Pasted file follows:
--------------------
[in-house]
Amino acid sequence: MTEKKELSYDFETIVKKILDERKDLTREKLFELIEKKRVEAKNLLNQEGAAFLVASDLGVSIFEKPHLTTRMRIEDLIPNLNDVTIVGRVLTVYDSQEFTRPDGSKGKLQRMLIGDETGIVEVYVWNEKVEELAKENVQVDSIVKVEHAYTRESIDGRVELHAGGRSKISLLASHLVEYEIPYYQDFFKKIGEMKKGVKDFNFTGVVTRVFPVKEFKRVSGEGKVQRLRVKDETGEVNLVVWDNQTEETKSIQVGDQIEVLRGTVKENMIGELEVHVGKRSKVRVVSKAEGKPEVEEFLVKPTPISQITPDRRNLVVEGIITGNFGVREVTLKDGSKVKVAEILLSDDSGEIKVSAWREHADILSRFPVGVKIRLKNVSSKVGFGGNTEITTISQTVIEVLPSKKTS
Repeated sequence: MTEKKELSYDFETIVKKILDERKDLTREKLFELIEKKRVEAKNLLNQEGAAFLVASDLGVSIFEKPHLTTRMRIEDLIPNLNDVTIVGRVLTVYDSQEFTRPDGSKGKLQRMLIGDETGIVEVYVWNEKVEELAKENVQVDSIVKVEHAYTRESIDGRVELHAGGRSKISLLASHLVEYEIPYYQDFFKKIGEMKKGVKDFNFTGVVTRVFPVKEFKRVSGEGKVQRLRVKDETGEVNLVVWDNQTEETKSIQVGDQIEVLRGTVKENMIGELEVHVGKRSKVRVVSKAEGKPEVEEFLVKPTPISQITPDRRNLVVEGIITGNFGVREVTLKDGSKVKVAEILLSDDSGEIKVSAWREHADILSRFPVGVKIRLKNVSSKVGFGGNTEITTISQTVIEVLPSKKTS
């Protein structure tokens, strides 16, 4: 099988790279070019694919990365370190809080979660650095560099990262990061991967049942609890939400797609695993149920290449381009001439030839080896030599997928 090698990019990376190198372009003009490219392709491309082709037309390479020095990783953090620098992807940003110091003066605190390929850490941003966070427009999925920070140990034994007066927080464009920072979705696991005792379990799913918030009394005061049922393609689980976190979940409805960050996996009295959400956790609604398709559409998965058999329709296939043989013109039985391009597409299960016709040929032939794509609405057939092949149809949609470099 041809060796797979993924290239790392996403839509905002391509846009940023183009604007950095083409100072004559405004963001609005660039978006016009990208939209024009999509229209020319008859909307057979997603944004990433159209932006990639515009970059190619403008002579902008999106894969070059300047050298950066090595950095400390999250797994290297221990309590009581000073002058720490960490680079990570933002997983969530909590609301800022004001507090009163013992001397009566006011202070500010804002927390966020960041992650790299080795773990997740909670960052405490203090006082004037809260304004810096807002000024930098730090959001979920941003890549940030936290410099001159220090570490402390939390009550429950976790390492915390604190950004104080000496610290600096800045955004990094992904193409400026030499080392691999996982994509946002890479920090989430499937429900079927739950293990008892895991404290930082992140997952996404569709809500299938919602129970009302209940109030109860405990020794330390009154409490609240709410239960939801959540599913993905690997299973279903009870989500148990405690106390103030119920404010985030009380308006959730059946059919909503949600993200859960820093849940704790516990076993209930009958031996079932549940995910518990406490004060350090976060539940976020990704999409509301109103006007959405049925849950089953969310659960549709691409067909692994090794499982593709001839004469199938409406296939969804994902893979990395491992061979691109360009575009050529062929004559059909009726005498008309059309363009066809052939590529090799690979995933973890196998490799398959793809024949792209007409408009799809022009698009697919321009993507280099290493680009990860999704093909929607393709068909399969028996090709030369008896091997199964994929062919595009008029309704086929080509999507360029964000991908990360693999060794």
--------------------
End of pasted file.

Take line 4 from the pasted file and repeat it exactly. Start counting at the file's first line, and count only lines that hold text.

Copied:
């Protein structure tokens, strides 16, 4: 099988790279070019694919990365370190809080979660650095560099990262990061991967049942609890939400797609695993149920290449381009001439030839080896030599997928 090698990019990376190198372009003009490219392709491309082709037309390479020095990783953090620098992807940003110091003066605190390929850490941003966070427009999925920070140990034994007066927080464009920072979705696991005792379990799913918030009394005061049922393609689980976190979940409805960050996996009295959400956790609604398709559409998965058999329709296939043989013109039985391009597409299960016709040929032939794509609405057939092949149809949609470099 041809060796797979993924290239790392996403839509905002391509846009940023183009604007950095083409100072004559405004963001609005660039978006016009990208939209024009999509229209020319008859909307057979997603944004990433159209932006990639515009970059190619403008002579902008999106894969070059300047050298950066090595950095400390999250797994290297221990309590009581000073002058720490960490680079990570933002997983969530909590609301800022004001507090009163013992001397009566006011202070500010804002927390966020960041992650790299080795773990997740909670960052405490203090006082004037809260304004810096807002000024930098730090959001979920941003890549940030936290410099001159220090570490402390939390009550429950976790390492915390604190950004104080000496610290600096800045955004990094992904193409400026030499080392691999996982994509946002890479920090989430499937429900079927739950293990008892895991404290930082992140997952996404569709809500299938919602129970009302209940109030109860405990020794330390009154409490609240709410239960939801959540599913993905690997299973279903009870989500148990405690106390103030119920404010985030009380308006959730059946059919909503949600993200859960820093849940704790516990076993209930009958031996079932549940995910518990406490004060350090976060539940976020990704999409509301109103006007959405049925849950089953969310659960549709691409067909692994090794499982593709001839004469199938409406296939969804994902893979990395491992061979691109360009575009050529062929004559059909009726005498008309059309363009066809052939590529090799690979995933973890196998490799398959793809024949792209007409408009799809022009698009697919321009993507280099290493680009990860999704093909929607393709068909399969028996090709030369008896091997199964994929062919595009008029309704086929080509999507360029964000991908990360693999060794």